Kevin Williams wrote about the enormous value of a Retirement Community’s data base in a recent article in McKnight’s Long Term Care News.  He was right – this data base is golden.  And when combined with residents’ anonymous health information and then data mined, insights are revealed that will help preserve census by reducing health attrition.

 

 

Early Benefits of Analyzing Your Retirement Community’s Data Base

Data Mining - The FutureIn order to preserve census in Retirement Communities (Assisted and Independent Living), a detailed knowledge of the healthcare needs of every resident would be invaluable.  The importance of this knowledge cannot be over-emphasized, since the National Center for Assisted Living tells us that 92% of residents who move out of Assisted Living Communities (ALCs) do so for health reasons.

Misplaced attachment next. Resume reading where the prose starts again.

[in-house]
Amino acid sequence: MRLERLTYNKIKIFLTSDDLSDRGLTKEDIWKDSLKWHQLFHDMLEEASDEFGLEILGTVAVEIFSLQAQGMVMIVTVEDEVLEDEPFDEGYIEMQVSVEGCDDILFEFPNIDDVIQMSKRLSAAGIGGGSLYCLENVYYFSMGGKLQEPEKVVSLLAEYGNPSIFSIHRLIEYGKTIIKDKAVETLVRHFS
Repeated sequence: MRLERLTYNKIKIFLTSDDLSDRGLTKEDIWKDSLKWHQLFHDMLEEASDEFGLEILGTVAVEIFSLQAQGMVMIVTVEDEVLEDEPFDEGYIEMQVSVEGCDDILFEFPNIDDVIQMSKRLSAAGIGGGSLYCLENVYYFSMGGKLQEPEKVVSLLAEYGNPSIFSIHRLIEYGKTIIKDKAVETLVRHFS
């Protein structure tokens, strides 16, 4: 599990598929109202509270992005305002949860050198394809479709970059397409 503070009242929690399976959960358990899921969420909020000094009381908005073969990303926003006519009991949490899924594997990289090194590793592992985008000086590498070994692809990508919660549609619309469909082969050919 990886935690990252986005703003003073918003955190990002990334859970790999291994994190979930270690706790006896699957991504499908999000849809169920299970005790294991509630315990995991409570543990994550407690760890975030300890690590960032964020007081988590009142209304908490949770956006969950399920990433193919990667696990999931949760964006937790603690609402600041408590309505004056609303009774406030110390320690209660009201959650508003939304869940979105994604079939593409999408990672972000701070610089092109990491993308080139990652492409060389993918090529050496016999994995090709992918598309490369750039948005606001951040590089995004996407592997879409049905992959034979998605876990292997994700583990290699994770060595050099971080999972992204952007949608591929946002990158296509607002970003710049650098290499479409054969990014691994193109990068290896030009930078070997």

An understanding of Chronic Health Conditions (CHCs) will improve a Retirement Community’s ability to maintain the health of its residents.  Chronic Health Conditions are those that last a year or more and require ongoing medical attention and/or limit activities of daily living.  The most common CHCs are:

  1. High Blood Pressure
  2. Alzheimer’s disease and other dementias
  3. Heart Disease
  4. Depression
  5. Arthritis
  6. Osteoporosis
  7. Diabetes
  8. COPD and allied conditions
  9. Cancer
  10. Stroke

Chronic health conditions account for more than 75% of all healthcare spending in the US and are the driving force of healthcare for older people.  Eighty percent of independently living seniors have 1 CHC, and 50% have 2 or more according to the Centers for Disease Control.  At some point, the burden of CHCs overwhelms the ability of independently living seniors to care for themselves, so many seek Assisted Living.  At this point, the typical resident has at least 2-3 of the most common CHCs.